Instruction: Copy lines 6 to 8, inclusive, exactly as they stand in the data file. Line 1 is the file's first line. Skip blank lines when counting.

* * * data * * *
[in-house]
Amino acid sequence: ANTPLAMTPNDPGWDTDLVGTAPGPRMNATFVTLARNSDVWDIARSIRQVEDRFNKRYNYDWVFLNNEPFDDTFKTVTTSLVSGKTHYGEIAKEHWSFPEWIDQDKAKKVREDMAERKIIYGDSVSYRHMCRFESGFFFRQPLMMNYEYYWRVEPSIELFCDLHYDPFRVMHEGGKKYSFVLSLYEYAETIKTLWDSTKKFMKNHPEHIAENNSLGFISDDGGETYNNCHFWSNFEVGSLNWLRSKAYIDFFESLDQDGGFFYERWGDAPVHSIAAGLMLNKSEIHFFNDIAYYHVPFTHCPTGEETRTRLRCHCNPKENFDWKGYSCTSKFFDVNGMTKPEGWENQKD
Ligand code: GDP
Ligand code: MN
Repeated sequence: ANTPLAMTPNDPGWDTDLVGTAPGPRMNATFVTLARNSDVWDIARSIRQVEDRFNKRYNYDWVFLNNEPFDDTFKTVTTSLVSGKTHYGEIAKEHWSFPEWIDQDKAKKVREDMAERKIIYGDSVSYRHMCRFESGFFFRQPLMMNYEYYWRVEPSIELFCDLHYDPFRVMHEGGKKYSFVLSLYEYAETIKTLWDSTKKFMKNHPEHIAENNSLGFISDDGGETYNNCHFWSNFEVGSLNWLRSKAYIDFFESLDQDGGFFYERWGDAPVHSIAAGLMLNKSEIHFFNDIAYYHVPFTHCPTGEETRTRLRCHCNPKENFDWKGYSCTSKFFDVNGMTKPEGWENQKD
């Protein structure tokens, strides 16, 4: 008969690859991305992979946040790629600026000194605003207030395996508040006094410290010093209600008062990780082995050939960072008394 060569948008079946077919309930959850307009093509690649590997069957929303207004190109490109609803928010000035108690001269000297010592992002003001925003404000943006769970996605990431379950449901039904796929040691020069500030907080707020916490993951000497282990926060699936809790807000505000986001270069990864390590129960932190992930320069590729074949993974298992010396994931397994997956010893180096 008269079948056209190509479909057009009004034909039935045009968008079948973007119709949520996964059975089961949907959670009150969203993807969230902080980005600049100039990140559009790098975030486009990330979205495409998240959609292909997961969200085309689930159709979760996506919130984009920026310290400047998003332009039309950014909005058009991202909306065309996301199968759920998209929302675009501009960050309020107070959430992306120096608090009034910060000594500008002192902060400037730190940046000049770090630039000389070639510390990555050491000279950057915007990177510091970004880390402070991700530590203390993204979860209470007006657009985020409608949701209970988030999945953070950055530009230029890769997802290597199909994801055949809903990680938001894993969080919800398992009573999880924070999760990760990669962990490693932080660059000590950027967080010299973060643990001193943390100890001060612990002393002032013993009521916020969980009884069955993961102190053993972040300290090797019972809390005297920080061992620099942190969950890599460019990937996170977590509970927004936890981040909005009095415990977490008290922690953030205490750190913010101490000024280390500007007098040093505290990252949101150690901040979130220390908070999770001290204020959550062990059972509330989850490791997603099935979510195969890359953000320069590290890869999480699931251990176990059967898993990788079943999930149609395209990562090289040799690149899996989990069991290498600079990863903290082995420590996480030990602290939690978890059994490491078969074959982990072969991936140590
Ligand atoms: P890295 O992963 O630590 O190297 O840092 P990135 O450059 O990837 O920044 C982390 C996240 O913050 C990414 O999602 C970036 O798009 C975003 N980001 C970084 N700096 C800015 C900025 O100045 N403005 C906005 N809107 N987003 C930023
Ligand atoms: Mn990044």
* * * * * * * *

């Protein structure tokens, strides 16, 4: 008969690859991305992979946040790629600026000194605003207030395996508040006094410290010093209600008062990780082995050939960072008394 060569948008079946077919309930959850307009093509690649590997069957929303207004190109490109609803928010000035108690001269000297010592992002003001925003404000943006769970996605990431379950449901039904796929040691020069500030907080707020916490993951000497282990926060699936809790807000505000986001270069990864390590129960932190992930320069590729074949993974298992010396994931397994997956010893180096 008269079948056209190509479909057009009004034909039935045009968008079948973007119709949520996964059975089961949907959670009150969203993807969230902080980005600049100039990140559009790098975030486009990330979205495409998240959609292909997961969200085309689930159709979760996506919130984009920026310290400047998003332009039309950014909005058009991202909306065309996301199968759920998209929302675009501009960050309020107070959430992306120096608090009034910060000594500008002192902060400037730190940046000049770090630039000389070639510390990555050491000279950057915007990177510091970004880390402070991700530590203390993204979860209470007006657009985020409608949701209970988030999945953070950055530009230029890769997802290597199909994801055949809903990680938001894993969080919800398992009573999880924070999760990760990669962990490693932080660059000590950027967080010299973060643990001193943390100890001060612990002393002032013993009521916020969980009884069955993961102190053993972040300290090797019972809390005297920080061992620099942190969950890599460019990937996170977590509970927004936890981040909005009095415990977490008290922690953030205490750190913010101490000024280390500007007098040093505290990252949101150690901040979130220390908070999770001290204020959550062990059972509330989850490791997603099935979510195969890359953000320069590290890869999480699931251990176990059967898993990788079943999930149609395209990562090289040799690149899996989990069991290498600079990863903290082995420590996480030990602290939690978890059994490491078969074959982990072969991936140590
Ligand atoms: P890295 O992963 O630590 O190297 O840092 P990135 O450059 O990837 O920044 C982390 C996240 O913050 C990414 O999602 C970036 O798009 C975003 N980001 C970084 N700096 C800015 C900025 O100045 N403005 C906005 N809107 N987003 C930023
Ligand atoms: Mn990044």